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A Night At The Movies

By Patti Vickers
Posted at April 13, 2003 - 2:17 PM GMT


A movie theatre usher approaches a male patron after the show has begun, because the patron’s cell phone is ringing. When the man is unresponsive, the usher taps him on the shoulder. He slumps forward and bleeds from the mouth into his popcorn.

Gil and Catherine meet Detective Brass at the theatre. Commenting that Thursday is “Film Noir Night” at the Art House Movie Theatre, Brass does his impression of a film noir cop, describing the crime scene, noting that no one heard anything – no scream, nothing to indicate a struggle. The other patrons, however, did hear his cell phone ring three times.

Robbins is called into the scene to examine the body. He indicates that there is a puncture wound at the back of the victim’s neck, and markings around his mouth. The bruising around the victim’s mouth seems to suggest that someone approached the victim from behind had his or her hand over his mouth. Grissom sees a small red line on his neck, leading the team to speculate that a chain or some other similar item may have been torn off the victim. Catherine begins to check out the floor of the theatre and finds a screwdriver, which appears to have blood on it. Brass re-enters the theatre, having been out in the lobby talking to the rest of the theatregoers. He indicates that he has located a witness.

Grissom accompanies Brass to speak to his “witness”, a twenty-something movie buff. When asked what he saw, the young man says that he noticed a woman leaving during the gunfight in the movie. He thought it was odd, since it is the best part of the film. When asked to describe her he says that she was tall, with red hair and “not old”.

Meanwhile, Nick, Sara and Warrick meet Detective O’Riley out at a warehouse, the scene of a gunshot fatality. O’Riley remarks that he hopes the CSIs brought a lot of extra supplies and have a lot of time – the crime scene looks like a war zone. The CSIs are shocked as the door to the warehouse is opened and they can see the sun streaming through what looks like hundreds of bullet holes in the walls.

A young male is lying face down on the warehouse floor. His driver’s permit indicates that he is 15 ½ years old and named Timmy McCallum. He is surrounded by bullet casings, but amazingly only has one bullet wound, which is in the chest.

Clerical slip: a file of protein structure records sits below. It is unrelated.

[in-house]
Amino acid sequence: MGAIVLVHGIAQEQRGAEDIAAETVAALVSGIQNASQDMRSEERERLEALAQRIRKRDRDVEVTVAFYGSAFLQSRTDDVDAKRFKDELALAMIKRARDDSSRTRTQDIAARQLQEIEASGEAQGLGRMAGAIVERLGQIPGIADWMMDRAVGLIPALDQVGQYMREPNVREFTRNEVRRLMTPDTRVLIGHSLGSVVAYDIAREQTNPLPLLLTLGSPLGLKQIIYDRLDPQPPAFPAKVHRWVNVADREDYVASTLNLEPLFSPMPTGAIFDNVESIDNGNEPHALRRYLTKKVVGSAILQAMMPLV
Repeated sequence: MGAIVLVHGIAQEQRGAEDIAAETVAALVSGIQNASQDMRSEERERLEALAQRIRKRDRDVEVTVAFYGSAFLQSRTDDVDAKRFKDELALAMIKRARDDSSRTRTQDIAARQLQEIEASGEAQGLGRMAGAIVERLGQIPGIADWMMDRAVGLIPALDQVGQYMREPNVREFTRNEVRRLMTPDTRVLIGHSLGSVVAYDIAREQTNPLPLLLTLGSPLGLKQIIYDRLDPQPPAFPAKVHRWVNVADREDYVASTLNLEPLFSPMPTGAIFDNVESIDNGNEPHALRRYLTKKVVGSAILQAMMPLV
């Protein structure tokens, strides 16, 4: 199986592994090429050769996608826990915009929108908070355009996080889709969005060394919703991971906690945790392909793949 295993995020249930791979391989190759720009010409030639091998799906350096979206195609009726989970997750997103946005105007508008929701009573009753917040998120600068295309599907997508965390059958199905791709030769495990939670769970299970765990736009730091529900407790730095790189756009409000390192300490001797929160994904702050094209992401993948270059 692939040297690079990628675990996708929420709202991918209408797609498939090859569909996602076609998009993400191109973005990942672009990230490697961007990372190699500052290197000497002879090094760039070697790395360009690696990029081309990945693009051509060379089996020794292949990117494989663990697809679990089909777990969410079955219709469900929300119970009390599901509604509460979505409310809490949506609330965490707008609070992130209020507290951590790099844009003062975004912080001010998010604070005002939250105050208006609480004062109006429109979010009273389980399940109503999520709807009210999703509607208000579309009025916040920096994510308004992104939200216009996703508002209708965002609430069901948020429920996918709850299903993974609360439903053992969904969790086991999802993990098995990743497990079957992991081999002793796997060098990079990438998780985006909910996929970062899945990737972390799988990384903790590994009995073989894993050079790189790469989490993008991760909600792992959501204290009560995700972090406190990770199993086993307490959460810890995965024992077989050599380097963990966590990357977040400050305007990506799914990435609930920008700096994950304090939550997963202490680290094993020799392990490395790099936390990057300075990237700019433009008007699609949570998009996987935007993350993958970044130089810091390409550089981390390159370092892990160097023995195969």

Catherine has taken the screwdriver she found at the movie theatre back to the lab for review. Noting that is it is covered in blood, soda, popcorn and carpet fibres, Greg Sanders, and another lab tech, Julie, begin to work on the screwdriver – Greg works on the blood trying to match it to the victim’s, who has been identified as Gus Sugarman, while Julie uses ninhydrin (a chemical which reacts with amino acids) to try and lift any prints that may be on the weapon.

Grissom begins to review the records from Mr. Sugarman’s cell phone. The phone company unblocks all the previously noted private numbers for the purposes of the investigation. He notes that at 10:38, two minutes before the start of the movie, Sugarman made a 26-second call. Because the length of the call is so short, Grissom guesses that Sugarman got someone’s answering machine. Interestingly, though, the person he tried to reach called him back three times in a row, at 11:26, 11:27 and 11:28.

Sara, Nick and Warrick split up their crime scene: Sara takes outside, Nick takes the walls, and Warrick takes the floor. Sara notes and photographs tire tracks and footprints outside warehouse. Rounding the back, she also sees a makeshift ladder leading to the roof, which she climbs. On the roof, Sara finds a piece of bamboo, which she tags as evidence and brings down with her. In the interim, Nick is inserting small rods into the many bullet holes in the warehouse walls – when done, he notes there are 109 holes. Warrick bags beer bottles found at the scene, and numbers each one of the bullet casing found on the floor. He also finds shards of glass next to some tiny pieces of black plastic.

Catherine and Grissom arrive at the house of the woman who called Sugarman. Her name is Audrey Hilden, and she matches the description of the woman seen leaving the theatre. When asked about the calls, she tells them that Gus Sugarman was her dentist. He had asked her out on a date, but she stood him up. She was screening her calls when Sugarman called her, but after an attack of conscience, she called him back, hoping to get his voice mail and leave an apology message. Gil notices a schedule for the Art House Movie Theatre posted on a bulletin board in Ms. Hilden’s house.

Robbins and Brown, meanwhile, attend to the autopsy of Timmy McCallum. His body is peppered with small, round bruises of unknown origin. There is also large scabbing on his elbows and knees, which Robbins chalks up to “boys will be boys”. There is no gun shot residue on his body or clothing, indicating he was shot from a distance. Measuring the degree of the path the bullet took in his body, Warrick figures out that Timmy was shot from above.